To quote my favorite book on retrospectives (yes, I have a favorite book on retrospectives), a retrospective is "a special meeting where the team gathers after completing an increment of work to inspect and adapt their methods and teamwork." Retrospectives can apply to all sizes and shapes of work, for all teams and they should be conducted for ~every workstream.
Retrospectives are so effective because they help the whole team learn together, and then use those learnings to create change. They focus not only on the work itself, but also, critically, on team dynamics. They help emphasize and implement methods of work and qualities of teams you want to continue, and come up with a plan for those that you want to change. Retrospectives are *not* a punishment for work that went sideways. They are just as valuable for work that has gone exceedingly well. They are all about what you want to take with you into the future.
As a bonus, when done well, the very act of participating in a retrospective can also bond teams and build trust through dispassionately aligning on an account of events, facilitating open-minded discussion, and a collaborating on a vision for the future.
Here are best practices for conducting retrospectives
First, a note on language
The term “retrospective” is often interchanged with “post-mortem.” I advise you insist upon using the term “retrospective.” The primary definition of post-mortem is “an examination of a dead body to determine the cause of death.” The term is morbid and connotes death which does not align with the goal of the retrospective which is to promote health in the work.
When to retrospective
There should be some space between the completion of the work and the retrospective. The magnitude of that space will be determined by the length and complexity of the project as well as the level of controversy. The longer, more complex, and more contentious, the longer you should take. However, it shouldn’t be so much space that team members start forgetting details. The max you want to wait is about a month.
You can do a retro on your own, or get a group together for a discussion.
Who to invite
Everyone at the retrospective is expected to participate in discussion, help make decisions, and be a part of the next steps. As such, attendees should include those closely related to the work. Participants should not be restricted by team or function.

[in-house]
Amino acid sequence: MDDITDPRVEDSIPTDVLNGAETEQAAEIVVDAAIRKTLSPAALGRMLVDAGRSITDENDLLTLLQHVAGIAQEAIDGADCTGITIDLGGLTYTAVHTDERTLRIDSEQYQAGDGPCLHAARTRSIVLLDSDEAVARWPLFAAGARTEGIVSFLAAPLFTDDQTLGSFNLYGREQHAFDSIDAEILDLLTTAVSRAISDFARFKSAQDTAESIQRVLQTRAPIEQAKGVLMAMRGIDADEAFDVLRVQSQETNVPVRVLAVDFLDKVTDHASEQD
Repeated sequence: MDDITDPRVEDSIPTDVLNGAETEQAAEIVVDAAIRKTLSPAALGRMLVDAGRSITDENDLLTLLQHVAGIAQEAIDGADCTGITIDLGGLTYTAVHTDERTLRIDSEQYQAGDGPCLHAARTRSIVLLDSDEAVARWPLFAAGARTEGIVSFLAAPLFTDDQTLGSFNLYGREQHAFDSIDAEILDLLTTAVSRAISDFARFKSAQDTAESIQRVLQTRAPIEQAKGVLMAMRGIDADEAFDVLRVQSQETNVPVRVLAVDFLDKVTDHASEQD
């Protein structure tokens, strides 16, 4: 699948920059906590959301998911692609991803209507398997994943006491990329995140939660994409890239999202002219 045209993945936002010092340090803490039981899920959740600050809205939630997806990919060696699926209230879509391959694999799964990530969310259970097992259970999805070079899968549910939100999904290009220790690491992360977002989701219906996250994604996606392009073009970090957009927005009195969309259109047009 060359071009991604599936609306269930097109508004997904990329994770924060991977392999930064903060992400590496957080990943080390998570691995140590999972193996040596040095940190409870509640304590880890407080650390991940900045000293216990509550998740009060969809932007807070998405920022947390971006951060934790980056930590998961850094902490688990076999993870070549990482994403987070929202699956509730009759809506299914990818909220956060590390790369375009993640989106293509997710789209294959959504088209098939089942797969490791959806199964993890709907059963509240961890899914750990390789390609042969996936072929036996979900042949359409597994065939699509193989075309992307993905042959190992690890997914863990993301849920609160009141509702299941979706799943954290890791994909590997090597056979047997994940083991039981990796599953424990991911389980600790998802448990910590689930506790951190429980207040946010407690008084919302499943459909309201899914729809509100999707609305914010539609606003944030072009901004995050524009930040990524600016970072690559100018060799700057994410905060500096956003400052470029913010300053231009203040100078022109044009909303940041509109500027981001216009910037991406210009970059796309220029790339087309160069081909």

For more substantiative retrospectives, it may be helpful to have someone in the room that is not close to the work. This person can focus on the process and structure of the retrospective and remain neutral in the discussion.
The better the discussion, the more effective the retrospective. The two highest contributing factors to the quality of discussion are 1/ how prepared attendees are and 2/ how well the retrospective activity goes. Both require planning.
Preparing (yourself and others) for the retrospective
There are many different flavors of retros (I like ‘Stop, Start, Continue’, template here) and often they require materials (ex- sticky notes, poster paper, colored pens or your favorite collaboration tool du jour–Figma, Miro, etc.). Make sure you’ll have these on time for the retrospective. (I’d also recommend making a list of topics, themes, or events that you hope come up. This way, if they don’t, you can seed conversation.) Once you know your activity, send a heads up to the team with some details of the activity so that they can prepare their thoughts.
Your prep note might include the following details:
- A reminder of what a retrospective is and why it’s a good practice to do it
- A proposed goal for the retrospective
- Most likely, it should be something related to developing learnings that can be leveraged in the future (either by your particular team, or your organization more broadly)
- When you will be meeting
- Who else will be attending
- A proposed scope for discussion
- A description of the activity
- And a request that attendees prepare thoughts in advance to be shared during the activity
- An invitation for questions or input in advance of getting together
The retrospective artifact is critical for maximizing the impact of a retrospective because this is the thing you're going to send around for anyone to learn from. Tell the story. Make it compelling. (And, easily scannable).
Your recap note might include the following details.
- Key learnings
- What you'd do differently next time
- Next immediate steps (with owners)
- Ideas other's doing similar work might want to keep in mind
- Your personal editorial
If you’re looking for more
Or think retrospectives could be your bag, I highly recommend reading Agile retrospectives: making good teams great. It goes really deep on not only the practices, but also the principles behind them. It also suggests ~a dozen excellent activities. If you do read this book, you’ll see that I borrowed many of the ideas for this chapter.